John Hussey, 1st Baron Hussey of Sleaford

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John Hussey, 1st Baron Hussey of Sleaford
Markle's direct ancestor, Lord Hussey - beheaded at King Henry's orders in 1537.jpg
c. 1533–1570 portrait of Hussey
Personal details
Sleaford, Lincolnshire, England
Died1536[1]/1537[2] (aged c. 70)
Lincoln, Lincolnshire, England
Spouse(s)Margaret Blount
Anne de Grey
ParentsSir William Hussey
Elizabeth Berkeley
OccupationChief Butler of England

John Hussey, 1st Baron Hussey of Sleaford (sometimes spelled Hosey, Husey, Hussie, Huse;[3] 1465/1466 – 1536/1537) was Chief Butler of England[2] from 1521 until his death. He was a member of the House of Lords, and a Chamberlain to King Henry VIII's daughter, Mary I of England.

Early years[edit]

Hussey was born in Sleaford, Lincolnshire, England, son of Sir William Hussey, an English judge and Chief Justice of the King's Bench. His mother was the former Elizabeth Berkeley.[4] Hussey's siblings included Sir Robert Hussey (d. 1546), the father of Elizabeth Hussey, the 'Mistress Crane' at whose home at East Molesey the first of the Marprelate tracts, Martin's Epistle, was printed in October 1588; Elizabeth Hussey, who married Richard Grey, 3rd Earl of Kent; and Mary Hussey, who married William Willoughby, 11th Baron Willoughby de Eresby.

In 1497, at the Battle of Blackheath, Hussey was knighted. Six years later, he was made "Knight of the Body", bodyguard to King Henry VII, followed by an appointment as "Master of Lyfield Forest", Rutland in 1505 and Comptroller of the Household in 1509. On 16 August 1513, at Tournai, after the Battle of the Spurs, he and his brother William were promoted to Knights Banneret by Henry VIII.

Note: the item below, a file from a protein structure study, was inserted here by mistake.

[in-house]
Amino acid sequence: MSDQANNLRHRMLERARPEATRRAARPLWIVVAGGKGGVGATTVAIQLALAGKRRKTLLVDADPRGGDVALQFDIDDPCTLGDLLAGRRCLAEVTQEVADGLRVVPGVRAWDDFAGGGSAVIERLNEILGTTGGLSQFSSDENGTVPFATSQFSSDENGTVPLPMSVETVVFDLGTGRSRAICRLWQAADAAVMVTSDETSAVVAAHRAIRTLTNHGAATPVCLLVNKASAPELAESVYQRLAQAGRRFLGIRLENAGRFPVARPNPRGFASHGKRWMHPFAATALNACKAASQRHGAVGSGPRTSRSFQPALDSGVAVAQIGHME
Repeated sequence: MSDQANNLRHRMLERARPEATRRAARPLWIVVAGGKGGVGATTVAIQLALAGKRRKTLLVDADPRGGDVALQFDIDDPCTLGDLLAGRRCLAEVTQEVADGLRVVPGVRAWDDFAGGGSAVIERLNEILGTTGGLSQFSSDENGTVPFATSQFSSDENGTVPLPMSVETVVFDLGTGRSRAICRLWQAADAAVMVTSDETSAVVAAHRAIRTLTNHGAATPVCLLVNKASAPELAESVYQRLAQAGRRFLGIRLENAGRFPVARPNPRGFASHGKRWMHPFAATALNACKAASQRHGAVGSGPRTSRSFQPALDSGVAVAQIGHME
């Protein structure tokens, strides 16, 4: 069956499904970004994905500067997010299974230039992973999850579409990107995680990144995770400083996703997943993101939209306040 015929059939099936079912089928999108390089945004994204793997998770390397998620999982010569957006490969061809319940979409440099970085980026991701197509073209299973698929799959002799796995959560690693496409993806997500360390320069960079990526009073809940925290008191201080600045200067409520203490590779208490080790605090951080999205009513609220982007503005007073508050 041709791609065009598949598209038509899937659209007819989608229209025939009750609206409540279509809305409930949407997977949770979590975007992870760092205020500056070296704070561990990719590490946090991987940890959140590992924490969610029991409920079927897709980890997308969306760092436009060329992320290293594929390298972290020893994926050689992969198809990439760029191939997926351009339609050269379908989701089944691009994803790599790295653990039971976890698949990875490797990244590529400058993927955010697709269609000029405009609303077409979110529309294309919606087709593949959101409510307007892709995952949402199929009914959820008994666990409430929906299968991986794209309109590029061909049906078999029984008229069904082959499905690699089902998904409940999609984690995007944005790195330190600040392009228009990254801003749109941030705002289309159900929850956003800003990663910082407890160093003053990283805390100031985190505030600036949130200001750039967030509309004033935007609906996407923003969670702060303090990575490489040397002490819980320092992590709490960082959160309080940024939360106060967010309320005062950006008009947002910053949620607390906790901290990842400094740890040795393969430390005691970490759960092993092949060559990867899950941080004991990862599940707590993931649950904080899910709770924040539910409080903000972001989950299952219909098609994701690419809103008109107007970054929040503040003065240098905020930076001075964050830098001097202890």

In 1493 Hussey was appointed Sheriff of Lincolnshire and by 1513 he was custos rotulorum for the county. In June 1520 he travelled to France to take part in the Field of the Cloth of Gold meeting between Henry VIII and Francis I, King of France. On 6 July 1523, he was elected Member of Parliament as a knight of the shire for Lincolnshire. Three years later, 5 February 1526, he was appointed a judge.

He was created Lord Hussey, of Sleaford, by King Henry VIII in 1529.[5] On 3 November 1529 he was re-elected to Parliament as knight of the shire for Lincolnshire but received a Writs of Summons on 1 December 1529 to the House of Lords as 'Johannes Hussey de sleford, chivaler'. In June 1530, Hussey was named Lincolnshire Castle's Commissioner for Gaol Delivery, and later that same year, Hussey sold some of his large holdings (the Somersetshire manors of Batheaston, Bathampton, Bathford, Twerton; the Wiltshire manors of Compton Bassett, Comerwell, and North Wraxall).[6]

Henry VIII "lodged" at Hussey's Sleaford estate where he held court the next morning before venturing to York to meet with the King of Scotland.[7]

On 10 September 1533, Lord Hussey attended the christening of Elizabeth, daughter of Henry VIII and Anne Boleyn, and carried the canopy over the three-day old child with George Boleyn, Viscount Rochford, Lord Thomas Howard, and William Howard, 1st Baron Howard of Effingham.[8]

Hussey was Chamberlain to King Henry's daughter, Mary, while Hussey's second wife, Lady Anne, was one of Mary's attendants. Though King Henry forbade anyone from calling his daughter, Mary, by the title of Princess, Lady Anne did do so, after which she lost her attendant position around June 1534 and was imprisoned in the Tower of London in August. Asking for the King's pardon, she was released before the end of the year.[9]

In addition to his responsibilities at Court and Parliament, Hussey was steward to John Longland, the conservative Bishop of Lincoln,[10] and King Henry's confessor.[11]


Hussey Tower: The ruins of Lord Hussey's medieval manor house – Hussey Tower – are all that is left following the orders of King Henry VIII to destroy it.[12][13]